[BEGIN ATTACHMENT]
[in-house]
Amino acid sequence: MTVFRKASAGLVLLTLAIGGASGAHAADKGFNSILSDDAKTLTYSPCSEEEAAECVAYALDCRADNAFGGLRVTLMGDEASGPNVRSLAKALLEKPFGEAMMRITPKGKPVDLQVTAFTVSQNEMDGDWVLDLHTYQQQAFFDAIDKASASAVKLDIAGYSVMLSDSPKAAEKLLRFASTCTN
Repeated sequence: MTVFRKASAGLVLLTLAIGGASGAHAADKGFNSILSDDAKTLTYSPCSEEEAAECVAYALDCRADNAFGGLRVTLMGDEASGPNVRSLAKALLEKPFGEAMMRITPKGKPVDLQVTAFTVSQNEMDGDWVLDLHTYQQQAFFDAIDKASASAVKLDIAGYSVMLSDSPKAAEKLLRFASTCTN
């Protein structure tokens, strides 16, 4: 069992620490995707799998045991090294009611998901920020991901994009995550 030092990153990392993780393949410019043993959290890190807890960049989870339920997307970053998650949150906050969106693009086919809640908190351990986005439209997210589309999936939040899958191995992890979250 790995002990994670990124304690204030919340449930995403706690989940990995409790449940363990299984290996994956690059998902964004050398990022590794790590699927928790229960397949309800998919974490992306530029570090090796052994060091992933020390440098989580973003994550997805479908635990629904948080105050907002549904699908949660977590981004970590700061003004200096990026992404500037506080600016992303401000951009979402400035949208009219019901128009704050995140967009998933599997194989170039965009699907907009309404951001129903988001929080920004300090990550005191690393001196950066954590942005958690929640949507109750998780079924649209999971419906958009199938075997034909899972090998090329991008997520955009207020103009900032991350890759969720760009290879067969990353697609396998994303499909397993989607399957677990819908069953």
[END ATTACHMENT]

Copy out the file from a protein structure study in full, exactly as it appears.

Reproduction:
[in-house]
Amino acid sequence: MTVFRKASAGLVLLTLAIGGASGAHAADKGFNSILSDDAKTLTYSPCSEEEAAECVAYALDCRADNAFGGLRVTLMGDEASGPNVRSLAKALLEKPFGEAMMRITPKGKPVDLQVTAFTVSQNEMDGDWVLDLHTYQQQAFFDAIDKASASAVKLDIAGYSVMLSDSPKAAEKLLRFASTCTN
Repeated sequence: MTVFRKASAGLVLLTLAIGGASGAHAADKGFNSILSDDAKTLTYSPCSEEEAAECVAYALDCRADNAFGGLRVTLMGDEASGPNVRSLAKALLEKPFGEAMMRITPKGKPVDLQVTAFTVSQNEMDGDWVLDLHTYQQQAFFDAIDKASASAVKLDIAGYSVMLSDSPKAAEKLLRFASTCTN
């Protein structure tokens, strides 16, 4: 069992620490995707799998045991090294009611998901920020991901994009995550 030092990153990392993780393949410019043993959290890190807890960049989870339920997307970053998650949150906050969106693009086919809640908190351990986005439209997210589309999936939040899958191995992890979250 790995002990994670990124304690204030919340449930995403706690989940990995409790449940363990299984290996994956690059998902964004050398990022590794790590699927928790229960397949309800998919974490992306530029570090090796052994060091992933020390440098989580973003994550997805479908635990629904948080105050907002549904699908949660977590981004970590700061003004200096990026992404500037506080600016992303401000951009979402400035949208009219019901128009704050995140967009998933599997194989170039965009699907907009309404951001129903988001929080920004300090990550005191690393001196950066954590942005958690929640949507109750998780079924649209999971419906958009199938075997034909899972090998090329991008997520955009207020103009900032991350890759969720760009290879067969990353697609396998994303499909397993989607399957677990819908069953």